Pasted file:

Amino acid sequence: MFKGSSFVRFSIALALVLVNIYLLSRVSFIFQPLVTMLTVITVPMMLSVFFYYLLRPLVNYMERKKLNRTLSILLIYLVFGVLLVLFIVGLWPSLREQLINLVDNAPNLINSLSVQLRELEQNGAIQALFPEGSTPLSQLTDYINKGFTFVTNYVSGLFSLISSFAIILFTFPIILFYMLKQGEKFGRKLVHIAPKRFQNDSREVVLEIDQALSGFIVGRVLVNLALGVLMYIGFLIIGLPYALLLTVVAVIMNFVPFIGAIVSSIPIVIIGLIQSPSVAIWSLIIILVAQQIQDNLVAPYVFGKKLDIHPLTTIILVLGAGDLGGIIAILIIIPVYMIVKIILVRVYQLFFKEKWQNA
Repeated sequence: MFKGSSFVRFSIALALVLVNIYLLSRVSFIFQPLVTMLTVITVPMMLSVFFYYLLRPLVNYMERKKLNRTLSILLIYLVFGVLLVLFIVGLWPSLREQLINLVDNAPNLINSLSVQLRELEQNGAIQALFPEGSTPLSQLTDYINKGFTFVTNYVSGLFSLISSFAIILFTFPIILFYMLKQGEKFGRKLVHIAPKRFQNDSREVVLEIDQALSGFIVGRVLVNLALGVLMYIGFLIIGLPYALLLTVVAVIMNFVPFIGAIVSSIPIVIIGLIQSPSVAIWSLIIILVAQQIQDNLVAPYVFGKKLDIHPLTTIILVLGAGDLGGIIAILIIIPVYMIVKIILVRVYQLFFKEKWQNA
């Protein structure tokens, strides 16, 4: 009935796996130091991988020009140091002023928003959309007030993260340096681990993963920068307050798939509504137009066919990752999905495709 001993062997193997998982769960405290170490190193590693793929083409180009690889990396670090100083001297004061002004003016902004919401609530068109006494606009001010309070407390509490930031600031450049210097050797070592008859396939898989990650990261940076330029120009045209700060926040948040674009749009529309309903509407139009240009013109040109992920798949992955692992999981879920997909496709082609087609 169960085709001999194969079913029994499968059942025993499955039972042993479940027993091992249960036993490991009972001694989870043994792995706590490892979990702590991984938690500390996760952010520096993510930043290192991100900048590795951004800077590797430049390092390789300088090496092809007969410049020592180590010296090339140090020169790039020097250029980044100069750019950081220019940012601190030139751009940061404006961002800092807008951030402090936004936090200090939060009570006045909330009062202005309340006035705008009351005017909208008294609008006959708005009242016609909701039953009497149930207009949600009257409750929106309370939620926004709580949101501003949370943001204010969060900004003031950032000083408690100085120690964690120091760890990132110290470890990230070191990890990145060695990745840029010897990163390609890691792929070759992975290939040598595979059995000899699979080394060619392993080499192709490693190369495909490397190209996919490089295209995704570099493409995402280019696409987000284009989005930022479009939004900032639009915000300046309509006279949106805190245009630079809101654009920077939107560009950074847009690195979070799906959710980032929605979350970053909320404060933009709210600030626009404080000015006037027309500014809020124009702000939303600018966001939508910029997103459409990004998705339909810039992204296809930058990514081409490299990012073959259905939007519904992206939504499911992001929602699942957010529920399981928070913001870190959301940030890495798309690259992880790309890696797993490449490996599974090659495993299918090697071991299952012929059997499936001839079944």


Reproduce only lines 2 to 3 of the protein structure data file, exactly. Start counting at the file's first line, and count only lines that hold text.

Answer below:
Repeated sequence: MFKGSSFVRFSIALALVLVNIYLLSRVSFIFQPLVTMLTVITVPMMLSVFFYYLLRPLVNYMERKKLNRTLSILLIYLVFGVLLVLFIVGLWPSLREQLINLVDNAPNLINSLSVQLRELEQNGAIQALFPEGSTPLSQLTDYINKGFTFVTNYVSGLFSLISSFAIILFTFPIILFYMLKQGEKFGRKLVHIAPKRFQNDSREVVLEIDQALSGFIVGRVLVNLALGVLMYIGFLIIGLPYALLLTVVAVIMNFVPFIGAIVSSIPIVIIGLIQSPSVAIWSLIIILVAQQIQDNLVAPYVFGKKLDIHPLTTIILVLGAGDLGGIIAILIIIPVYMIVKIILVRVYQLFFKEKWQNA
């Protein structure tokens, strides 16, 4: 009935796996130091991988020009140091002023928003959309007030993260340096681990993963920068307050798939509504137009066919990752999905495709 001993062997193997998982769960405290170490190193590693793929083409180009690889990396670090100083001297004061002004003016902004919401609530068109006494606009001010309070407390509490930031600031450049210097050797070592008859396939898989990650990261940076330029120009045209700060926040948040674009749009529309309903509407139009240009013109040109992920798949992955692992999981879920997909496709082609087609 169960085709001999194969079913029994499968059942025993499955039972042993479940027993091992249960036993490991009972001694989870043994792995706590490892979990702590991984938690500390996760952010520096993510930043290192991100900048590795951004800077590797430049390092390789300088090496092809007969410049020592180590010296090339140090020169790039020097250029980044100069750019950081220019940012601190030139751009940061404006961002800092807008951030402090936004936090200090939060009570006045909330009062202005309340006035705008009351005017909208008294609008006959708005009242016609909701039953009497149930207009949600009257409750929106309370939620926004709580949101501003949370943001204010969060900004003031950032000083408690100085120690964690120091760890990132110290470890990230070191990890990145060695990745840029010897990163390609890691792929070759992975290939040598595979059995000899699979080394060619392993080499192709490693190369495909490397190209996919490089295209995704570099493409995402280019696409987000284009989005930022479009939004900032639009915000300046309509006279949106805190245009630079809101654009920077939107560009950074847009690195979070799906959710980032929605979350970053909320404060933009709210600030626009404080000015006037027309500014809020124009702000939303600018966001939508910029997103459409990004998705339909810039992204296809930058990514081409490299990012073959259905939007519904992206939504499911992001929602699942957010529920399981928070913001870190959301940030890495798309690259992880790309890696797993490449490996599974090659495993299918090697071991299952012929059997499936001839079944």